For me, youths are all those who make a difference. […] There are people who even [though they are] in this age group [of youth], do not behave as such: They are not concerned with the development of the country, with their own development. We can also find people above the age of 35 who do everything to see progress. (Interview: Valdo Congolo, 2021)
These quotes point to the importance of understanding the history of ‘youth’ – a social and political construct – which in Mozambique is closely linked to the history of state-building in the wake of independence from Portuguese rule.
Towards a history of youth in Mozambique: the PhD project
My PhD research project, tentatively titled ’Quando era jovem / When I was young’ – An Intergenerational Oral History of Youth in Mozambique, explores how state discourses about a juventude (the ‘youth’) have shaped the lives, politics and identities of young people since Mozambique declared its independence in 1975.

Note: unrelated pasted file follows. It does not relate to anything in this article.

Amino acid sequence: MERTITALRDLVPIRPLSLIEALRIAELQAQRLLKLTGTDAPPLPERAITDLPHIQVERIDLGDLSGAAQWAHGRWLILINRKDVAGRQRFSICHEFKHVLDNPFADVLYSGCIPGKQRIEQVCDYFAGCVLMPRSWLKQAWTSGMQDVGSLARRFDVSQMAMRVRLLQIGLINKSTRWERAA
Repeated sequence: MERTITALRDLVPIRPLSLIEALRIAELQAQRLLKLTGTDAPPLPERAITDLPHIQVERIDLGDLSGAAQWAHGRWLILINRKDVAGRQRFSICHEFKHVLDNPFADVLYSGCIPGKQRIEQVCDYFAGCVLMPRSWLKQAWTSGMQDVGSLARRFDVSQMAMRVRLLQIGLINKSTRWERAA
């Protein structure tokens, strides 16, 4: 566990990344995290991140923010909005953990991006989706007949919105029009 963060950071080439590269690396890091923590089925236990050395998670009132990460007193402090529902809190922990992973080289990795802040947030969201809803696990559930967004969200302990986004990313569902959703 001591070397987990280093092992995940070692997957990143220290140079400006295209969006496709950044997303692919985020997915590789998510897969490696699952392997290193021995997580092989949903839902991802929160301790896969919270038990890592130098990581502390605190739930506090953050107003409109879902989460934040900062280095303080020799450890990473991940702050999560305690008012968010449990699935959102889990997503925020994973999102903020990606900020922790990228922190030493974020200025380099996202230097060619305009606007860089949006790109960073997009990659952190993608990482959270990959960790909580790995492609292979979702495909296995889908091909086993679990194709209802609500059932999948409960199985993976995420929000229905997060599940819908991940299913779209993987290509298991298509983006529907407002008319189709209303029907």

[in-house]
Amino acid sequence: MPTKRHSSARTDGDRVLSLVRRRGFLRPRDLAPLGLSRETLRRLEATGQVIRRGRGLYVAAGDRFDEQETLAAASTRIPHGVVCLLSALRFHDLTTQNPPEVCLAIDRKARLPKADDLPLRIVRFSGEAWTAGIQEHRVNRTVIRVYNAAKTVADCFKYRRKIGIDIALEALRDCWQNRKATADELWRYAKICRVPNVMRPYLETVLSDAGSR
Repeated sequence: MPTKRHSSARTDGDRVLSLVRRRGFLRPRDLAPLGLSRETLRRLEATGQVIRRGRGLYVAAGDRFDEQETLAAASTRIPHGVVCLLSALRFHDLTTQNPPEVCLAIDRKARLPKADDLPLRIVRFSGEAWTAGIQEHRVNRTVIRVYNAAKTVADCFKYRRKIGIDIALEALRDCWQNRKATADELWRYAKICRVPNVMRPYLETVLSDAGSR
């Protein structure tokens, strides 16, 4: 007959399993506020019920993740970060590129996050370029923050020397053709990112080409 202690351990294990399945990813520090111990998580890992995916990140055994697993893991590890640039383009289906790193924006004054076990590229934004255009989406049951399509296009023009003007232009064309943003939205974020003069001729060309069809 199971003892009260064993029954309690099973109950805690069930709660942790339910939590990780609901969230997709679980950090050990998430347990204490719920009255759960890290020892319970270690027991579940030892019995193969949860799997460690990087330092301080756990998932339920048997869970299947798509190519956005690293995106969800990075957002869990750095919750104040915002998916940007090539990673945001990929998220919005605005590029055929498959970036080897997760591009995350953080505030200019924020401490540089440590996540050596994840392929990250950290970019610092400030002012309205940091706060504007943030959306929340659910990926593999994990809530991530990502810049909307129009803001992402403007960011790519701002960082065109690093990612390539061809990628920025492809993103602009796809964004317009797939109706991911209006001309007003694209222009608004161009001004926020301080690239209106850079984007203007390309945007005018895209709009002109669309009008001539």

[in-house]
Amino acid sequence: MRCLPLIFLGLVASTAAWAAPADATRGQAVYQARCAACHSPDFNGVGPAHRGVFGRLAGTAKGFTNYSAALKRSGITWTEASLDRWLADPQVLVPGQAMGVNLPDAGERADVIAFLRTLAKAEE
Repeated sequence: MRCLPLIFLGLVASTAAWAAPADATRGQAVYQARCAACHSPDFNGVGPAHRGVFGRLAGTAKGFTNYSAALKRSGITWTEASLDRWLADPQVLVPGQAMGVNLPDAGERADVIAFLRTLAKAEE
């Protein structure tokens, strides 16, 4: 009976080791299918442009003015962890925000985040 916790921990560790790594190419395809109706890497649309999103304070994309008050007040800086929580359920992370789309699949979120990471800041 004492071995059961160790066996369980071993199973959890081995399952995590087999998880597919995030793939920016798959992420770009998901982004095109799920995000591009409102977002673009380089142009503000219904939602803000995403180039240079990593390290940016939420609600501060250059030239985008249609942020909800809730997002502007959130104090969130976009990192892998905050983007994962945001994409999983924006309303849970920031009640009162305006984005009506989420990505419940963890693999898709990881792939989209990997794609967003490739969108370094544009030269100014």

Under its first president Samora Machel (1933-1986), the Mozambican state engaged in a fervent campaign of social and moral reordering that aimed to see a ‘New Socialist Society’ rising from the ashes of Portuguese colonialism. During the decade of Machel’s presidential rule (1975-86) the state constructed and projected a juventude as a political category closely tied to its revolutionary agenda. A juventude was cast as a formerly oppressed class under ‘colonial-feudal’ gerontocratic social orders with a ‘decisive role in the national liberation struggle.’  The 1975 constitution held that on youth ‘lies a fundamental responsibility in the construction of the New Society.’ In a widely disseminated speech, President Machel declared that: